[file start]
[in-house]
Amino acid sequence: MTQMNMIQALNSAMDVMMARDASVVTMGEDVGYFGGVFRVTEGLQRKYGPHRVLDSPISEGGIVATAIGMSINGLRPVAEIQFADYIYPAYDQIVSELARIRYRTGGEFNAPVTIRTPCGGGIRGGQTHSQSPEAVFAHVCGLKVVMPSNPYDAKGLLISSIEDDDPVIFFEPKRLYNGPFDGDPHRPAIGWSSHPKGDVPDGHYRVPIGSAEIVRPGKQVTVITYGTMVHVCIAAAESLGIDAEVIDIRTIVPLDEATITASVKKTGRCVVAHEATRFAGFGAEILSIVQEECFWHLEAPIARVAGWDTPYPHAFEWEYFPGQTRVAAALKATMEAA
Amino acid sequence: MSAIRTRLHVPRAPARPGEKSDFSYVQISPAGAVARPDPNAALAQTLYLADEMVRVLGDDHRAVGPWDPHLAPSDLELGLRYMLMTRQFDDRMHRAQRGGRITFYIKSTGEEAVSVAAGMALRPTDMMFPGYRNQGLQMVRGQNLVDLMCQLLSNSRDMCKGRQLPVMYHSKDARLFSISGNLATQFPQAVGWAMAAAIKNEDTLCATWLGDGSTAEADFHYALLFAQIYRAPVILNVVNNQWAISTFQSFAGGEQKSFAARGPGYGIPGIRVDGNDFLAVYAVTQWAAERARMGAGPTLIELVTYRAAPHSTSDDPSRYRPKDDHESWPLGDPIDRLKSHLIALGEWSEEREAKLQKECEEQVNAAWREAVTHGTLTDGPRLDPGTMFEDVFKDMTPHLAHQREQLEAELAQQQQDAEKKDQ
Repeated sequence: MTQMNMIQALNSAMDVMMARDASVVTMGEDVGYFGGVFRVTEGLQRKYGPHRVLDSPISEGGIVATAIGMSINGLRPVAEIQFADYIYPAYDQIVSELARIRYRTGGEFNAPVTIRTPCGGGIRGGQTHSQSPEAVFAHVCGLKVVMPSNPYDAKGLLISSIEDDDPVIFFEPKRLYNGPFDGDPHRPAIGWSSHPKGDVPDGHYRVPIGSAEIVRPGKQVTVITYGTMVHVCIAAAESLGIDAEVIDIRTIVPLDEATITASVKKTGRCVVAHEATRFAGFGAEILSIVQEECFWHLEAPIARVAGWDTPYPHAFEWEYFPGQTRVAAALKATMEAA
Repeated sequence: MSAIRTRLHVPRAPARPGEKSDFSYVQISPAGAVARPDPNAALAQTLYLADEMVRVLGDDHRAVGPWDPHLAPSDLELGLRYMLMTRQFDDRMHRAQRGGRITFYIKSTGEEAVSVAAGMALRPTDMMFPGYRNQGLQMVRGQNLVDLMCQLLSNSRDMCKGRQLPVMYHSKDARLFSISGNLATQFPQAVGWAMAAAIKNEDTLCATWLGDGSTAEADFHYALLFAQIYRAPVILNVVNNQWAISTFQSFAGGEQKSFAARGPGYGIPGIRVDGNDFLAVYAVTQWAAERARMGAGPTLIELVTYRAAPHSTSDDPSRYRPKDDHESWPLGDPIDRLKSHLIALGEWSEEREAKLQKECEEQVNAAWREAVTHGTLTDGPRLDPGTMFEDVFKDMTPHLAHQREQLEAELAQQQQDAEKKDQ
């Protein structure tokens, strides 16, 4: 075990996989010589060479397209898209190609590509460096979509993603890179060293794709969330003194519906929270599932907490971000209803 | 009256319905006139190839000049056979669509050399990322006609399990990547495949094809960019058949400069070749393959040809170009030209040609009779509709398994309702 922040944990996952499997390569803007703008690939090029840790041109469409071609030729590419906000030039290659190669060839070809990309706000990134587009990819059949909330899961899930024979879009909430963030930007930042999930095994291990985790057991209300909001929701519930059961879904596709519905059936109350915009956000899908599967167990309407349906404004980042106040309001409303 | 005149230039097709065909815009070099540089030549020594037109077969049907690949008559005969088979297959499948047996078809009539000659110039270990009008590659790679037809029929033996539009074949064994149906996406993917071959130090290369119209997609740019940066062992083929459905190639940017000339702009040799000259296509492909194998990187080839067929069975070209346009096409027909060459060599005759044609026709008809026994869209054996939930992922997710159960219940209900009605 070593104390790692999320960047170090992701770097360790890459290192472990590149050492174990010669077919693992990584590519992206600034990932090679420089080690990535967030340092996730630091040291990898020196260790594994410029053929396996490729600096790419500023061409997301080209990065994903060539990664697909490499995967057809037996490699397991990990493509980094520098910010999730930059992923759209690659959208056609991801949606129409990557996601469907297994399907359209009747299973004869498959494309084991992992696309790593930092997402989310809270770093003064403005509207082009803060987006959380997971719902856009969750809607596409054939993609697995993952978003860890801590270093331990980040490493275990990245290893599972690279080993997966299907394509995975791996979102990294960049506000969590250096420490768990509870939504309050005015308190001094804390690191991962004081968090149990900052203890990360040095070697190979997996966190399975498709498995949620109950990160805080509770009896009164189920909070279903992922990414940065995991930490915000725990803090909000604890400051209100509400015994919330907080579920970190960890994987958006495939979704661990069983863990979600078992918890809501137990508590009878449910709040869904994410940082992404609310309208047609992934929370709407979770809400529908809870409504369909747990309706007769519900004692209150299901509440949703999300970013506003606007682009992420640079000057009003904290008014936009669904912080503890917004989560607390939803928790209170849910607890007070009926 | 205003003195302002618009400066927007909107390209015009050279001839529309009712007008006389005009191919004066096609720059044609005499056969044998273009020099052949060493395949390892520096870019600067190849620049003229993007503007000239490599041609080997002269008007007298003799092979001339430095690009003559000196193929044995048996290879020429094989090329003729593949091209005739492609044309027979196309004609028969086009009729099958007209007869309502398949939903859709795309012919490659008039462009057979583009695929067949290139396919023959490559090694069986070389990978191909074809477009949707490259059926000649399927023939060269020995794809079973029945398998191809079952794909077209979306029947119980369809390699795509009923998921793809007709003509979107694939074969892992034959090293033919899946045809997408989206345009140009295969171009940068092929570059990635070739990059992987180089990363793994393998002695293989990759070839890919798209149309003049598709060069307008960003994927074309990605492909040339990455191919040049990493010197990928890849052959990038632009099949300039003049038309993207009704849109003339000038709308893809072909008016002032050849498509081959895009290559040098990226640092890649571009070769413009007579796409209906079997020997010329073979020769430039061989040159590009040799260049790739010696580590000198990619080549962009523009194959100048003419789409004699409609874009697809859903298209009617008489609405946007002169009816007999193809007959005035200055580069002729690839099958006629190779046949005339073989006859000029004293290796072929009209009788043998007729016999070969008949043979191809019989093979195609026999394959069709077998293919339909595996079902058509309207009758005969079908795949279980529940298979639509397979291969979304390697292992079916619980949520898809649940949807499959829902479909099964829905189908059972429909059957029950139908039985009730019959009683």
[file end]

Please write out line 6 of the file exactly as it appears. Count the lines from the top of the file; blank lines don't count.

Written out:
């Protein structure tokens, strides 16, 4: 075990996989010589060479397209898209190609590509460096979509993603890179060293794709969330003194519906929270599932907490971000209803 | 009256319905006139190839000049056979669509050399990322006609399990990547495949094809960019058949400069070749393959040809170009030209040609009779509709398994309702 922040944990996952499997390569803007703008690939090029840790041109469409071609030729590419906000030039290659190669060839070809990309706000990134587009990819059949909330899961899930024979879009909430963030930007930042999930095994291990985790057991209300909001929701519930059961879904596709519905059936109350915009956000899908599967167990309407349906404004980042106040309001409303 | 005149230039097709065909815009070099540089030549020594037109077969049907690949008559005969088979297959499948047996078809009539000659110039270990009008590659790679037809029929033996539009074949064994149906996406993917071959130090290369119209997609740019940066062992083929459905190639940017000339702009040799000259296509492909194998990187080839067929069975070209346009096409027909060459060599005759044609026709008809026994869209054996939930992922997710159960219940209900009605 070593104390790692999320960047170090992701770097360790890459290192472990590149050492174990010669077919693992990584590519992206600034990932090679420089080690990535967030340092996730630091040291990898020196260790594994410029053929396996490729600096790419500023061409997301080209990065994903060539990664697909490499995967057809037996490699397991990990493509980094520098910010999730930059992923759209690659959208056609991801949606129409990557996601469907297994399907359209009747299973004869498959494309084991992992696309790593930092997402989310809270770093003064403005509207082009803060987006959380997971719902856009969750809607596409054939993609697995993952978003860890801590270093331990980040490493275990990245290893599972690279080993997966299907394509995975791996979102990294960049506000969590250096420490768990509870939504309050005015308190001094804390690191991962004081968090149990900052203890990360040095070697190979997996966190399975498709498995949620109950990160805080509770009896009164189920909070279903992922990414940065995991930490915000725990803090909000604890400051209100509400015994919330907080579920970190960890994987958006495939979704661990069983863990979600078992918890809501137990508590009878449910709040869904994410940082992404609310309208047609992934929370709407979770809400529908809870409504369909747990309706007769519900004692209150299901509440949703999300970013506003606007682009992420640079000057009003904290008014936009669904912080503890917004989560607390939803928790209170849910607890007070009926 | 205003003195302002618009400066927007909107390209015009050279001839529309009712007008006389005009191919004066096609720059044609005499056969044998273009020099052949060493395949390892520096870019600067190849620049003229993007503007000239490599041609080997002269008007007298003799092979001339430095690009003559000196193929044995048996290879020429094989090329003729593949091209005739492609044309027979196309004609028969086009009729099958007209007869309502398949939903859709795309012919490659008039462009057979583009695929067949290139396919023959490559090694069986070389990978191909074809477009949707490259059926000649399927023939060269020995794809079973029945398998191809079952794909077209979306029947119980369809390699795509009923998921793809007709003509979107694939074969892992034959090293033919899946045809997408989206345009140009295969171009940068092929570059990635070739990059992987180089990363793994393998002695293989990759070839890919798209149309003049598709060069307008960003994927074309990605492909040339990455191919040049990493010197990928890849052959990038632009099949300039003049038309993207009704849109003339000038709308893809072909008016002032050849498509081959895009290559040098990226640092890649571009070769413009007579796409209906079997020997010329073979020769430039061989040159590009040799260049790739010696580590000198990619080549962009523009194959100048003419789409004699409609874009697809859903298209009617008489609405946007002169009816007999193809007959005035200055580069002729690839099958006629190779046949005339073989006859000029004293290796072929009209009788043998007729016999070969008949043979191809019989093979195609026999394959069709077998293919339909595996079902058509309207009758005969079908795949279980529940298979639509397979291969979304390697292992079916619980949520898809649940949807499959829902479909099964829905189908059972429909059957029950139908039985009730019959009683």